The Underlying Lawsuit

In 2012, B&K filed a lawsuit on behalf of Michael Reeves against FCI and its partners, John Finton and Daniel Tontini, which was styled Reeves v. Finton Construction (Super. Ct. L.A. County, 2014, No. BC 485148 (Reeves). The case is still pending in Los Angeles County. The complaint alleged Reeves and Finton began building custom homes as a general contractor in the 1980’s and were eventually joined by Tontini. The company’s stock was owned 40 percent each by Reeves and Finton, and 20 percent by Tontini. From 2000 onward, Reeves ran the company’s Orange County branch office. The company was quite successful, with 2010 revenues exceeding $44 million. After some financial disputes, the complaint alleged, Finton and Tontini unlawfully conspired to reduce Reeves’s ownership and ultimately terminate his involvement. Reeves sought an accounting and millions of dollars in damages.

FCI and Finton filed a cross-complaint against Reeves and several FCI employees who left to join Reeves at his new company, MA3 Corporation. Reeves continued building homes in Orange County. Among other alleged acts of past wrongdoing, the cross-complaint alleged Reeves essentially stole FCI’s clients and wrongfully solicited its employees. It also alleged that before they left FCI, Reeves and other cross-defendants, including Nicole Lacuesta (also known by her maiden name, Hechanova), copied various “confidential” documents from FCI’s Orange County office and copied them to computers at MA3. These documents allegedly included “client lists, project plans, specifications, bid books, and contact information for valued vendors, suppliers and subcontractors.” Various computers and cell phones were allegedly stolen. As pertinent here, the cross-complaint alleged unfair competition, conversion, and misappropriation of trade secrets.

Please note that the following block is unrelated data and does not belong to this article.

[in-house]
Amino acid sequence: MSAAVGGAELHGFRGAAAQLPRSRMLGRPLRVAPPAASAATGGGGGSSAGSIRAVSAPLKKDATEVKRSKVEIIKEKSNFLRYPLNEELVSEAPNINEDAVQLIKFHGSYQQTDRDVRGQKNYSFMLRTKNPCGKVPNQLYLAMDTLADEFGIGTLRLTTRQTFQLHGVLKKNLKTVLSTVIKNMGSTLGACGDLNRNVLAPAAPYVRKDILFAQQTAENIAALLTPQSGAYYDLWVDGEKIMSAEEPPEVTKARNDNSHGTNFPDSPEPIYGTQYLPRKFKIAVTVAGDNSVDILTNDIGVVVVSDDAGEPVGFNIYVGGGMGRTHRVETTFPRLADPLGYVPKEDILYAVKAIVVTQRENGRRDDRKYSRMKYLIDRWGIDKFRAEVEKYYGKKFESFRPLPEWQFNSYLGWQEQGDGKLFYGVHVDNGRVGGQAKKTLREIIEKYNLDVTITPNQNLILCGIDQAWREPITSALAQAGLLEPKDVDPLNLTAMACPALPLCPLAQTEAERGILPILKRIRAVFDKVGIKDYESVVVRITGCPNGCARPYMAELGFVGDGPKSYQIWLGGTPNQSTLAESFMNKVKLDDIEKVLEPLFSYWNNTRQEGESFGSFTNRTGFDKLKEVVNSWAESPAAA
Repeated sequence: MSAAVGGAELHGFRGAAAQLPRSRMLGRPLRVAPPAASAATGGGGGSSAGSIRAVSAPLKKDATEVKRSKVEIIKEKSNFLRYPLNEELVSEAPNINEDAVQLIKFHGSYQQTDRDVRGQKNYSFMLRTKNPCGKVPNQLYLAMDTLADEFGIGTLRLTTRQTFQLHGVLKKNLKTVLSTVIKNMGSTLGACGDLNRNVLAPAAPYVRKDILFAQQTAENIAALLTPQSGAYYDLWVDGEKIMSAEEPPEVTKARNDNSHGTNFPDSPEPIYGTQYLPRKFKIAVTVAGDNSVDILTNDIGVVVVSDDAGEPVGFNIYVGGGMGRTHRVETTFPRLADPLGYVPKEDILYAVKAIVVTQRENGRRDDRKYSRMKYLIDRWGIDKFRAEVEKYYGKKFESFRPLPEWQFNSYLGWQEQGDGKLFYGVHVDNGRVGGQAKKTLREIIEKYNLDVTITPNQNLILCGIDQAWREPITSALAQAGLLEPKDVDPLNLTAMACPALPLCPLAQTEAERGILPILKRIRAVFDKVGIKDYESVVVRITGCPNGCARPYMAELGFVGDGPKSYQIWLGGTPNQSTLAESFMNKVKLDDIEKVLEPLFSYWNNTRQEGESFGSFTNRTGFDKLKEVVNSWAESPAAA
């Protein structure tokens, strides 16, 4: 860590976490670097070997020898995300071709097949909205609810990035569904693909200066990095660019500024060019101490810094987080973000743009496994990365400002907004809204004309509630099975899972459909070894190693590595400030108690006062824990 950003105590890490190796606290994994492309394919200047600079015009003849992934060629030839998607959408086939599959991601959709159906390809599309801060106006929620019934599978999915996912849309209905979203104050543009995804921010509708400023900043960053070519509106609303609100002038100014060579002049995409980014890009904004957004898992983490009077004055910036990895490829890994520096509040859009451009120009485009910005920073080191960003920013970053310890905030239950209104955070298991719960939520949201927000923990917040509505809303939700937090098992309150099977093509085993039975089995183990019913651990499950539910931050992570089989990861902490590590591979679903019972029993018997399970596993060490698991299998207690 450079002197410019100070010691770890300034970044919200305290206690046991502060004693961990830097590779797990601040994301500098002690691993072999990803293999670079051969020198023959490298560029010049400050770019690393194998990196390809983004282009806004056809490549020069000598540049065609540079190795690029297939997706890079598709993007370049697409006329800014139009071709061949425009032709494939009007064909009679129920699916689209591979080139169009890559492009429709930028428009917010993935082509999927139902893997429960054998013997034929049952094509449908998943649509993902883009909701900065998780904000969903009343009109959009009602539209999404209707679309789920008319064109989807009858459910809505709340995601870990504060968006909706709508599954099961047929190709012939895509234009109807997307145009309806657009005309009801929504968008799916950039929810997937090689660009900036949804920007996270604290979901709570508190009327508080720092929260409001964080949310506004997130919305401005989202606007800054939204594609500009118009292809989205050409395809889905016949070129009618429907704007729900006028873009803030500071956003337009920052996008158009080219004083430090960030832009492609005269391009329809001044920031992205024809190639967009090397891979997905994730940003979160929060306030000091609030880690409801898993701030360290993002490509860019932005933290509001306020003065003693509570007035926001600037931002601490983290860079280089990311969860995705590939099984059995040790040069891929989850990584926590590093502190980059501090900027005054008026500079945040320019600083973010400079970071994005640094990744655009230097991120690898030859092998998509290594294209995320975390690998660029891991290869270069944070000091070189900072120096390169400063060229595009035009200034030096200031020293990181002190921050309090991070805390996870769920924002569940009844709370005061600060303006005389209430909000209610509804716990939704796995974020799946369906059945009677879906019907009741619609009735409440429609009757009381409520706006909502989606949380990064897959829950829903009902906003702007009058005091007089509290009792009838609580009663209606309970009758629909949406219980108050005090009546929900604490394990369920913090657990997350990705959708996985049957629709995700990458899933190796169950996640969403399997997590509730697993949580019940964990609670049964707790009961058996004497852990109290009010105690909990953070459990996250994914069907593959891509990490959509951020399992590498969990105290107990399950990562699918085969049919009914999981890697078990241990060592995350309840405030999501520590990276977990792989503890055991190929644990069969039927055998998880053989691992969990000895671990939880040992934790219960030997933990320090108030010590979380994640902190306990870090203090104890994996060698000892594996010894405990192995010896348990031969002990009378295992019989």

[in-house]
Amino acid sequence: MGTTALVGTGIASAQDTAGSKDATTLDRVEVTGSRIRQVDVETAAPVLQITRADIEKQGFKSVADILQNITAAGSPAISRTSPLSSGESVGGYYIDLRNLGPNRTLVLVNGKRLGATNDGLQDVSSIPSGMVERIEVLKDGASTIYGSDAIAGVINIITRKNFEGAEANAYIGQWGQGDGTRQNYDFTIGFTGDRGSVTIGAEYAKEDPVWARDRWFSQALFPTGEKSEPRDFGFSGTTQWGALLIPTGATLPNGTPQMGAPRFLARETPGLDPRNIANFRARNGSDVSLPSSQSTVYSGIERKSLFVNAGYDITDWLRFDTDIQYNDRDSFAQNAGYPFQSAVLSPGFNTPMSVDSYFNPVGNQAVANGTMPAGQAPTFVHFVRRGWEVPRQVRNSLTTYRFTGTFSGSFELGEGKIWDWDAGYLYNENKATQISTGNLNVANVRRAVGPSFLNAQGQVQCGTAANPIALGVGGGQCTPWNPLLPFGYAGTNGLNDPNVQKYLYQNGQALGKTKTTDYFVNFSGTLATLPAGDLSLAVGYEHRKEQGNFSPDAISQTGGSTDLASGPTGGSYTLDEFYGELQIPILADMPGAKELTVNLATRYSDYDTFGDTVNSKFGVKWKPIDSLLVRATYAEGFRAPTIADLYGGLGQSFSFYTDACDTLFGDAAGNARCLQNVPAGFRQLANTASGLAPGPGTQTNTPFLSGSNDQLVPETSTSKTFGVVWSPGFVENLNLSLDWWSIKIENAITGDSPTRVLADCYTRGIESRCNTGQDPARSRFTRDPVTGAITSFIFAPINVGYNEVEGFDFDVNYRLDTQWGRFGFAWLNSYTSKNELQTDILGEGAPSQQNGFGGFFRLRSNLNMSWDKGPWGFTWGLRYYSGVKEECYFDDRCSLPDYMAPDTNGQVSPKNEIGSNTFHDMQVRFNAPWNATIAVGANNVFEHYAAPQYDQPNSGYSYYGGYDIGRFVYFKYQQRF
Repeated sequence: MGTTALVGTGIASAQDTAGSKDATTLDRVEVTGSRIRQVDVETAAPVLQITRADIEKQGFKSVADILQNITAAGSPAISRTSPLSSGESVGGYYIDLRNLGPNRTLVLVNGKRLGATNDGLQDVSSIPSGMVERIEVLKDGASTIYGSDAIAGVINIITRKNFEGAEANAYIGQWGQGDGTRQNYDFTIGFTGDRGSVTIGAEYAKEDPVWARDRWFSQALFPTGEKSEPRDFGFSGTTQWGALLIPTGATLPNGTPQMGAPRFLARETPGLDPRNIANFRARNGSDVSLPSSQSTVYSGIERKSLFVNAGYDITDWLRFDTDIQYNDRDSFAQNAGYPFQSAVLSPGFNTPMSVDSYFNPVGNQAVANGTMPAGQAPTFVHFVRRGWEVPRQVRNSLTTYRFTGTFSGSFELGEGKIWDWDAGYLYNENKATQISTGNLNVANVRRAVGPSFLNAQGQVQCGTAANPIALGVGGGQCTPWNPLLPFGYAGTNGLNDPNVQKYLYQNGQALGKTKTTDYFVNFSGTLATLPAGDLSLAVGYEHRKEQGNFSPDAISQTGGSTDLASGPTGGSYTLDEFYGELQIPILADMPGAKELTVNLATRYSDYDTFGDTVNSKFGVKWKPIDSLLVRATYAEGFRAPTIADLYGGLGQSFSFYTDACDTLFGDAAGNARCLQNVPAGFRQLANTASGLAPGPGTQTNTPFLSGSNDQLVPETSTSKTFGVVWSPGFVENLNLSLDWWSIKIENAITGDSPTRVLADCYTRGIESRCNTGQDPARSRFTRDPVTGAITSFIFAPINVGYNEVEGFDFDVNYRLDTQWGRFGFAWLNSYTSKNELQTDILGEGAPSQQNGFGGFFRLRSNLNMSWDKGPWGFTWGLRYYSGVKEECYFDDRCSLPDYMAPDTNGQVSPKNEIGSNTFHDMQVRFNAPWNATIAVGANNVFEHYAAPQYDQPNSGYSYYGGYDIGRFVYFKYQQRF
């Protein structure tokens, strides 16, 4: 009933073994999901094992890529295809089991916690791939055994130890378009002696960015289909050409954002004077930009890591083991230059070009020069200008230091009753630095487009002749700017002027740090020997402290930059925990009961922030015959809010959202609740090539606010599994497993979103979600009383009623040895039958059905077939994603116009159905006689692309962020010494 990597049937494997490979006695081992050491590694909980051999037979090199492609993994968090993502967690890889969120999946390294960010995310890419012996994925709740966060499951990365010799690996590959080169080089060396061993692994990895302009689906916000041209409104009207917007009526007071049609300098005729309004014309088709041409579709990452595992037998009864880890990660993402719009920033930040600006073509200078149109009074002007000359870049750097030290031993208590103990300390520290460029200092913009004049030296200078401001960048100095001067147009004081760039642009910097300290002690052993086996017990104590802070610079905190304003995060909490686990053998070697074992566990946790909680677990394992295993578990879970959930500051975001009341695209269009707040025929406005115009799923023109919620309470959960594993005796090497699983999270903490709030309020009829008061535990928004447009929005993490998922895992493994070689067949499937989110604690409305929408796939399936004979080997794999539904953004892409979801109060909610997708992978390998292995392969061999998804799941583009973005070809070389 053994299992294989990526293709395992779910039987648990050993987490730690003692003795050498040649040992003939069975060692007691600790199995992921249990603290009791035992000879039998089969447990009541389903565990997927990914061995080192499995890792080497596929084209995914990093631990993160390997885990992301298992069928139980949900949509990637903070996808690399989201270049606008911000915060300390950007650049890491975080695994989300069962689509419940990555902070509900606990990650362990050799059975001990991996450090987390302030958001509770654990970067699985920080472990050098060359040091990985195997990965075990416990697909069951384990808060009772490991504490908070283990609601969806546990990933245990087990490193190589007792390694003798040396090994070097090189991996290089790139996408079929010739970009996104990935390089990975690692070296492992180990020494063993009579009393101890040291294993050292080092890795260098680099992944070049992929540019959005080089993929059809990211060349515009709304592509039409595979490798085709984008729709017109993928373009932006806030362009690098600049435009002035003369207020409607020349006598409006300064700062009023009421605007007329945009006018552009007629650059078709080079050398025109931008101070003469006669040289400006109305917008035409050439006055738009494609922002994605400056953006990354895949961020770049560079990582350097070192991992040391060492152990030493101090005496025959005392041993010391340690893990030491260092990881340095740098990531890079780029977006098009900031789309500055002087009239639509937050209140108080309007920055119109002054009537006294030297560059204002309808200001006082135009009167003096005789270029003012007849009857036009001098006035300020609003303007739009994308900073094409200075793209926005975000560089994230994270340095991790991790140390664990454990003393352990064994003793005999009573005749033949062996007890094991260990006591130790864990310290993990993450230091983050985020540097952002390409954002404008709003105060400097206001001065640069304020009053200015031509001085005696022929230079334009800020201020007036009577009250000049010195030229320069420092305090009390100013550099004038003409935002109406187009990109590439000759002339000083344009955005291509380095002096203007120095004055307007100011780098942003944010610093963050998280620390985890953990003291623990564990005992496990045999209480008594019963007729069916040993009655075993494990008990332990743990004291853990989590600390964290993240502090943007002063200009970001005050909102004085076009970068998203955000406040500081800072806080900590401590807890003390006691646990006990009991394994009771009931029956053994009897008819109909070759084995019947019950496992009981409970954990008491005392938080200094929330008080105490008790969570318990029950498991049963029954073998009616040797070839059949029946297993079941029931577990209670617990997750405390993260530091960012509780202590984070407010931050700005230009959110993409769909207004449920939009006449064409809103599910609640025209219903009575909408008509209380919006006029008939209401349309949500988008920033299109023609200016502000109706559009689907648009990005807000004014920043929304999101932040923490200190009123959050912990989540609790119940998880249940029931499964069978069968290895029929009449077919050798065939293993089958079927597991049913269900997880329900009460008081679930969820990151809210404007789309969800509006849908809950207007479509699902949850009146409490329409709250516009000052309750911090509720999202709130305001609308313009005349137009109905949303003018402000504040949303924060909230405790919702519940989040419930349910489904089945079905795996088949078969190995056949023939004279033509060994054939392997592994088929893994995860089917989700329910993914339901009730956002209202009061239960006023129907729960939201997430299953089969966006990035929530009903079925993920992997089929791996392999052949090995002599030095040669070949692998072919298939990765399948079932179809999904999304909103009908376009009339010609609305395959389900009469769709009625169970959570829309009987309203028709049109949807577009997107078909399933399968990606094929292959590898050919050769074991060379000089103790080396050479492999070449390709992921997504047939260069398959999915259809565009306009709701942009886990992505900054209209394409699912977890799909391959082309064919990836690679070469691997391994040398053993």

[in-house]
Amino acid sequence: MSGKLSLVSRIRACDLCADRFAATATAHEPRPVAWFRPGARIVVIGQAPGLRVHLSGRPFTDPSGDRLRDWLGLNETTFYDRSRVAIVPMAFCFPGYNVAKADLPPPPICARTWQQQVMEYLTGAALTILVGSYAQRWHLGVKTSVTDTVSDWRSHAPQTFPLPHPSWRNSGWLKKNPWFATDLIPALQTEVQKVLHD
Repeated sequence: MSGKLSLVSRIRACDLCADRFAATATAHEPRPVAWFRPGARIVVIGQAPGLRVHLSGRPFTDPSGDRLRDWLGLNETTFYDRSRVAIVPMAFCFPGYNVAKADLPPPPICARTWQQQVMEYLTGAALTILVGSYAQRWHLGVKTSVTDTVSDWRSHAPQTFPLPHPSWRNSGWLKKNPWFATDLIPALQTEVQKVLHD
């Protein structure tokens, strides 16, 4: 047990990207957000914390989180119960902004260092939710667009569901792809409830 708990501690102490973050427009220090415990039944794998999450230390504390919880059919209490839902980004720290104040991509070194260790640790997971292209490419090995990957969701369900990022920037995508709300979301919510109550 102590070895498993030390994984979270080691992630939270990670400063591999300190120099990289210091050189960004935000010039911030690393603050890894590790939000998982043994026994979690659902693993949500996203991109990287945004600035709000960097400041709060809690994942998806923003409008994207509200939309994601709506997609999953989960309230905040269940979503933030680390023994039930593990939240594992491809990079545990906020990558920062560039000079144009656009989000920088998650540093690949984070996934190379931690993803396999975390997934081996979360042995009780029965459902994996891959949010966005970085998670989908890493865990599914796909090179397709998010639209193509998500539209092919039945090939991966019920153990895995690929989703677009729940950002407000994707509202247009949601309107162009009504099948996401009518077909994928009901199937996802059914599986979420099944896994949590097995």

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In April 2012, not long after the cross-complaint was filed, FCI’s counsel, James Evans, sent Bidna a letter stating that on the day the cross-defendants had resigned from FCI, one of them, Jim White, had used a company credit card to purchase a hard drive, which was used to copy files from FCI’s computers. Evans claimed FCI owned the hard drive and demanded its return. Bidna responded the hard drive would be returned after his information technology consultant made a copy of the files on it. Evans offered an “inspection” by the consultant overseen by his own expert, but demanded the hard drive be returned without copying the files, stating that if the hard drive was copied, “we will take the position that you have taken materials belonging to Finton and/or spoilated evidence.” Bidna responded that it was unclear the hard drive had any files belonging to Finton on it, and refused to return it without copying the files.

In July 2012, FCI filed an application for a writ of possession, demanding Reeves turn over the hard drive White had purchased, a USB flash drive, and all the hard copies of client files in their possession. Reeves apparently opposed, although the opposition is not in the record. The application was eventually resolved in August by way of a stipulated order that directed the hard drive White had purchased, along with a USB flash drive, be turned over to FCI’s computer expert, who made copies of the hard drives and gave them to ...